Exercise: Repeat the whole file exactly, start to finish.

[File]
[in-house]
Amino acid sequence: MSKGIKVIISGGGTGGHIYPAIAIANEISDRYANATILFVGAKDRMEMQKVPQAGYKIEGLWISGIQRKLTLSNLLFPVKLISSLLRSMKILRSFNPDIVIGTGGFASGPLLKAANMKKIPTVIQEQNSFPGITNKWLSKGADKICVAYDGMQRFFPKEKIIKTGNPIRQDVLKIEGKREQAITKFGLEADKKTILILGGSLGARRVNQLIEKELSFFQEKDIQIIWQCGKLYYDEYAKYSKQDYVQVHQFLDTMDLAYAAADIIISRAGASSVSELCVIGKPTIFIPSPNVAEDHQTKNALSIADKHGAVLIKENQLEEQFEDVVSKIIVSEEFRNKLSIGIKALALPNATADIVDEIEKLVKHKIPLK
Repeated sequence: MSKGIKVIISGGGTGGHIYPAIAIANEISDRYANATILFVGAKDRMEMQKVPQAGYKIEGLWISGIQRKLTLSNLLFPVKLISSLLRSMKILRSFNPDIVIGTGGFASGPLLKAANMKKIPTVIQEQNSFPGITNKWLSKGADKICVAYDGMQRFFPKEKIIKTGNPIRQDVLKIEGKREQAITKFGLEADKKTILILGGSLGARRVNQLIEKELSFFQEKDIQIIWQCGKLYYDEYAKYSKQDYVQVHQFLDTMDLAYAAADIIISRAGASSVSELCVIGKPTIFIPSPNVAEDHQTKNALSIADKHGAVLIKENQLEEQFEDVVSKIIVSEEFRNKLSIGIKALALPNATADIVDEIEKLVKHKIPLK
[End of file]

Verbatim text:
[in-house]
Amino acid sequence: MSKGIKVIISGGGTGGHIYPAIAIANEISDRYANATILFVGAKDRMEMQKVPQAGYKIEGLWISGIQRKLTLSNLLFPVKLISSLLRSMKILRSFNPDIVIGTGGFASGPLLKAANMKKIPTVIQEQNSFPGITNKWLSKGADKICVAYDGMQRFFPKEKIIKTGNPIRQDVLKIEGKREQAITKFGLEADKKTILILGGSLGARRVNQLIEKELSFFQEKDIQIIWQCGKLYYDEYAKYSKQDYVQVHQFLDTMDLAYAAADIIISRAGASSVSELCVIGKPTIFIPSPNVAEDHQTKNALSIADKHGAVLIKENQLEEQFEDVVSKIIVSEEFRNKLSIGIKALALPNATADIVDEIEKLVKHKIPLK
Repeated sequence: MSKGIKVIISGGGTGGHIYPAIAIANEISDRYANATILFVGAKDRMEMQKVPQAGYKIEGLWISGIQRKLTLSNLLFPVKLISSLLRSMKILRSFNPDIVIGTGGFASGPLLKAANMKKIPTVIQEQNSFPGITNKWLSKGADKICVAYDGMQRFFPKEKIIKTGNPIRQDVLKIEGKREQAITKFGLEADKKTILILGGSLGARRVNQLIEKELSFFQEKDIQIIWQCGKLYYDEYAKYSKQDYVQVHQFLDTMDLAYAAADIIISRAGASSVSELCVIGKPTIFIPSPNVAEDHQTKNALSIADKHGAVLIKENQLEEQFEDVVSKIIVSEEFRNKLSIGIKALALPNATADIVDEIEKLVKHKIPLK